Monday, November 24, 2008

Our Gang on DVD

imageI  have fond memories of catching the "Little Rascals" on TV as a kid. Today I have a much deeper appreciation for the era they depict, and how difficult the early ones must have been to shoot.

image A DVD set has been released depicting the shorts that were produced by Hal Roach between 1929 - 1938, considered the best of the bunch.

imageThe "Little Rascals" shorts, on viewing them with my kids, are amazingly funny and brutally honest, and still as good today as they were thirty-five years ago when I say them first. This goes on my Christmas list.

Tuesday, November 18, 2008

Why I Like Mike

I went back and forth on a title for this post. Dirty Jobs? Mike Rowe? Celebrating Dirt? But you've seen the show, or have heard of it. Dirty Jobs would not be what it is without Mike Rowe.

image Anyway, several months back I got to meet Mike Rowe at a PDS conference in Wisconsin (at some enormous resort in the Dells. Apparently if you build a ginourmous indoor waterpark in the middle of nowhere, people will come.) Mike was the guest closing speaker, and he just sat down and told some stories from the show, and how the show came to be, and took questions from the audience. He seemed like a regular guy, in his jeans and work boots and ball cap.

The most interesting thing, though, was the story of how he's come to see his show as a celebration of the working man, the blue collar worker sloughing through the trenches (literally and metaphorically) every day. We've nearly demonized dirty work in this country, and look down on skilled trades people who we could not live without. Mike sees that, and while he may not be able to make it right he certainly points it out every chance he gets.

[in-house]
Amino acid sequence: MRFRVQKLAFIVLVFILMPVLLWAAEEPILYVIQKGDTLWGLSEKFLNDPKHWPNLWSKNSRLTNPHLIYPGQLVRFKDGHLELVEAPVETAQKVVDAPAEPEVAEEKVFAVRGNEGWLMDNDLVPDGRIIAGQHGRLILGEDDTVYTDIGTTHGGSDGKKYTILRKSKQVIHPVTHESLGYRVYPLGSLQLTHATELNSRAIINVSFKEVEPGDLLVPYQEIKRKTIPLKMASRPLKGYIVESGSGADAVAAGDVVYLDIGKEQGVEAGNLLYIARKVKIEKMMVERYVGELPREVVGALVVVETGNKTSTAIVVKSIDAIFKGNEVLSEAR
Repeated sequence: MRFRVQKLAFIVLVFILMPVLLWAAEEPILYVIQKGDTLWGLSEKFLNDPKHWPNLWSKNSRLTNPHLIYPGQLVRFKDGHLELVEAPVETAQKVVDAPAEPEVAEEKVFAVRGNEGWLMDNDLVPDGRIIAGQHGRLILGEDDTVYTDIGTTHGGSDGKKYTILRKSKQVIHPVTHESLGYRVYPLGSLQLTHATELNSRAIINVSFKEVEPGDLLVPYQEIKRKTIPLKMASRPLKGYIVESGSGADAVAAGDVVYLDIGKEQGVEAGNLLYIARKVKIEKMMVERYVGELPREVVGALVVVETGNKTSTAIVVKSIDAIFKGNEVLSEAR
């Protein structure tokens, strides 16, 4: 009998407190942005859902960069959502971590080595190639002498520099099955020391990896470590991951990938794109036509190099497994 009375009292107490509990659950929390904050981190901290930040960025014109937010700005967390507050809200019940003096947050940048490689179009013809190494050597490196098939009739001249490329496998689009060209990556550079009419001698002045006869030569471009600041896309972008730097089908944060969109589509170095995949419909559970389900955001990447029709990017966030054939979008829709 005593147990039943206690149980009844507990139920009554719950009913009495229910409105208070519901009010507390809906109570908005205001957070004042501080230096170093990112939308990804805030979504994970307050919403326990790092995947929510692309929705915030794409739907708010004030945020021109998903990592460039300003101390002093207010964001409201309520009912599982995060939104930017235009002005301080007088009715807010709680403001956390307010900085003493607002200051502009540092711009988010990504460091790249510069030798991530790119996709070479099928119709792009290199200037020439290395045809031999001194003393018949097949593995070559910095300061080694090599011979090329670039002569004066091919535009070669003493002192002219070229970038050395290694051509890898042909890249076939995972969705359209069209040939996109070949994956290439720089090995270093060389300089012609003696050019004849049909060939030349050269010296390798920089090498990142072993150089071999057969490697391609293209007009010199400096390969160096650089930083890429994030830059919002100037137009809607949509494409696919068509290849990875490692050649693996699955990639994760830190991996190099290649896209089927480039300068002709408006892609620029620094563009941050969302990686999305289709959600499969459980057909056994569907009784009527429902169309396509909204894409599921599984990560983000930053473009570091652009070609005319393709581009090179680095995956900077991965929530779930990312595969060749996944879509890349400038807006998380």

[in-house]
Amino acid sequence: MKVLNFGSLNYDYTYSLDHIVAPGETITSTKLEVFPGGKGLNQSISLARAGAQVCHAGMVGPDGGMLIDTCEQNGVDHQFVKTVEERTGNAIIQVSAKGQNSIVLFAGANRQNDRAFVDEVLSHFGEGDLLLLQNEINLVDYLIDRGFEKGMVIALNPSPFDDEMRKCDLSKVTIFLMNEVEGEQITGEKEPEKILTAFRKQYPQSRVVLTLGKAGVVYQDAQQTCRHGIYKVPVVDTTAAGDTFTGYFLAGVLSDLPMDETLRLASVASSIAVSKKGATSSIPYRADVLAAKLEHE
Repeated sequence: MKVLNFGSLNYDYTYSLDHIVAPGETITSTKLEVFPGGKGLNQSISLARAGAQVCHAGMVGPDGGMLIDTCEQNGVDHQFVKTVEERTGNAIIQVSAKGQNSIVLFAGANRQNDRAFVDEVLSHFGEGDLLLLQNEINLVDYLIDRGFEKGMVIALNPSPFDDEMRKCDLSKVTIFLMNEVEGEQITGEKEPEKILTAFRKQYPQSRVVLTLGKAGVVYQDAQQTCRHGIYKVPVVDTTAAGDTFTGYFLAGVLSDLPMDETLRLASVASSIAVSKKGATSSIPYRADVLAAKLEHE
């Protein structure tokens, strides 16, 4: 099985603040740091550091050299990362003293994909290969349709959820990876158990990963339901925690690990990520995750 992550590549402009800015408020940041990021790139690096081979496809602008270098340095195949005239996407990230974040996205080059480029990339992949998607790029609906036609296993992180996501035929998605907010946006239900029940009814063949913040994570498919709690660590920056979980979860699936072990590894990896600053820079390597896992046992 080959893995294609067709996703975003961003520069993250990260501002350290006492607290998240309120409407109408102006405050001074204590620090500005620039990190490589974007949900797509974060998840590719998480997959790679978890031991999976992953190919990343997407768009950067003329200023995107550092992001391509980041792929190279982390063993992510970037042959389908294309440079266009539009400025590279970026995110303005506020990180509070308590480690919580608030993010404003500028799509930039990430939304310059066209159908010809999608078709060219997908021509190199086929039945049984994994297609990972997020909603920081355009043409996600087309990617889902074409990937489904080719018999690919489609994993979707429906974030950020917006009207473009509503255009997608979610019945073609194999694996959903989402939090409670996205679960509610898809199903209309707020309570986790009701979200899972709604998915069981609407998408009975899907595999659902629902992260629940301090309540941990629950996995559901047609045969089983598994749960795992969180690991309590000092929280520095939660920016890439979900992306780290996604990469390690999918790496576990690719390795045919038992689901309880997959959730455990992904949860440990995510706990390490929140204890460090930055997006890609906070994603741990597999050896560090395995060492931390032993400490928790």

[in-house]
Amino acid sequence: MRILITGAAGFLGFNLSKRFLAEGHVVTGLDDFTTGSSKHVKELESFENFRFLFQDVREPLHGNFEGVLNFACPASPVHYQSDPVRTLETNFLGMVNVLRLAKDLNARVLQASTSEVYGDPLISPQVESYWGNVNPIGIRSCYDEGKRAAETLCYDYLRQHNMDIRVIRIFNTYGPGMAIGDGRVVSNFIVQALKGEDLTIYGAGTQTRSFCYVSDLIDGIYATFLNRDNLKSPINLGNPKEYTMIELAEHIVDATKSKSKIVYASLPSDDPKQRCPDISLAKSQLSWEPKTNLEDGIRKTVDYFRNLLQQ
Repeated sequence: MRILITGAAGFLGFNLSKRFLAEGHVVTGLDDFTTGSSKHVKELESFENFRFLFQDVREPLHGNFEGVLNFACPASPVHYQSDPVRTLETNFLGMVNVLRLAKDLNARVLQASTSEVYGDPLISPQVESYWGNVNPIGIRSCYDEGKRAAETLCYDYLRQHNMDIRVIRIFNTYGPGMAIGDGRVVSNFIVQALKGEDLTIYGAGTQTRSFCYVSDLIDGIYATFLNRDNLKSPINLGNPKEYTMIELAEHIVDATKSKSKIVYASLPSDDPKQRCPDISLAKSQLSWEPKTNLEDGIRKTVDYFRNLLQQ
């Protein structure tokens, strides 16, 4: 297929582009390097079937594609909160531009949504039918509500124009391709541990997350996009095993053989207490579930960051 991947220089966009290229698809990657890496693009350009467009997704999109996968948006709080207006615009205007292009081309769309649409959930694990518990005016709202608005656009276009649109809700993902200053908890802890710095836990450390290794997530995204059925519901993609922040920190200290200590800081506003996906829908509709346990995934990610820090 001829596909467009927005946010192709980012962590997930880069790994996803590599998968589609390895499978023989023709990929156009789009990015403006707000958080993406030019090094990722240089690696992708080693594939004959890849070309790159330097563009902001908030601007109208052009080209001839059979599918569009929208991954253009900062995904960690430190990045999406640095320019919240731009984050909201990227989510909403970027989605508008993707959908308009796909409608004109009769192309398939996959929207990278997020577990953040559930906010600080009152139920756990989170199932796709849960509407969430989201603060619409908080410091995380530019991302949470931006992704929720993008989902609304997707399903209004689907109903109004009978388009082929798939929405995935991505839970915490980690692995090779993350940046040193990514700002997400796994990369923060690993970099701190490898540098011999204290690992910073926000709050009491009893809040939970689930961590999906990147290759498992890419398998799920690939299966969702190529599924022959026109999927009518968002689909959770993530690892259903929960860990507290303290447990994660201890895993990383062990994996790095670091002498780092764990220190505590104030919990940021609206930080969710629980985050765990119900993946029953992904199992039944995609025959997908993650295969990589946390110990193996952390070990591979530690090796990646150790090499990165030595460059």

What I like best about the show is that he always has fun with his 'guest hosts', the workers, and pokes a little fun at them. But he never tries to do anything funny at their expense. You can tell he has genuine respect for these folks, respect that likely comes from being raised by working class parents and grandparents.

So here's to Mike Rowe, just a regular guy going around finding out how regular people get dirty.

Mike operates an irregularly updated blog over on Discovery, where he mainly answers questions. What prompted this post was his answer to a father who was looking for some motivation and encouragement for his son to finish his Eagle Scout badge. You can read the whole thing here, but this is what Mike has to say:

Your Dad asked me to drop you a line and say something inspirational that might persuade you to dig down deep and find the determination to make the rank of Eagle Scout. It's a reasonable request, from a father who obviously wants to see his son succeed. But here’s the thing - The Eagle Award is not really meant for people who need to be dragged across the finish line. It’s meant for a select few, and I have no idea if you have the guts to see it through.
Statistically, I suspect you do not. Only one out of a hundred Scouts make Eagle, so if you fail, there will be lots of other people with whom you can share excuses. Quitting now might disappoint your Dad, but I doubt that he or anyone else will be overly surprised. Anytime 99 out of 100 people do the same thing, it’s not exactly a shock.

He goes on from there, you should read the entire thing.

Thursday, November 13, 2008

'The Name of the Wind'

Iimage just finished Patrick Rothfuss' 'The Name of the Wind'. I've read many, many fantasy novels. Some of them are just bad. Most are middle of the road : not great, but not a complete waste of my time. I started reading Rothfuss' blog some time ago. I'm not sure how I ended up there; linked from some blog that I found from some other blog that I found... you get the idea. His blog is refreshing. Here's this fairly regular guy who has struggled along writing this novel for years, and suddenly it's picked up and published and people like it. Really like it. And all of the notoriety and recognition and promotion and accolades are new to him, and his reaction is great to read. Very unassuming, very low-key.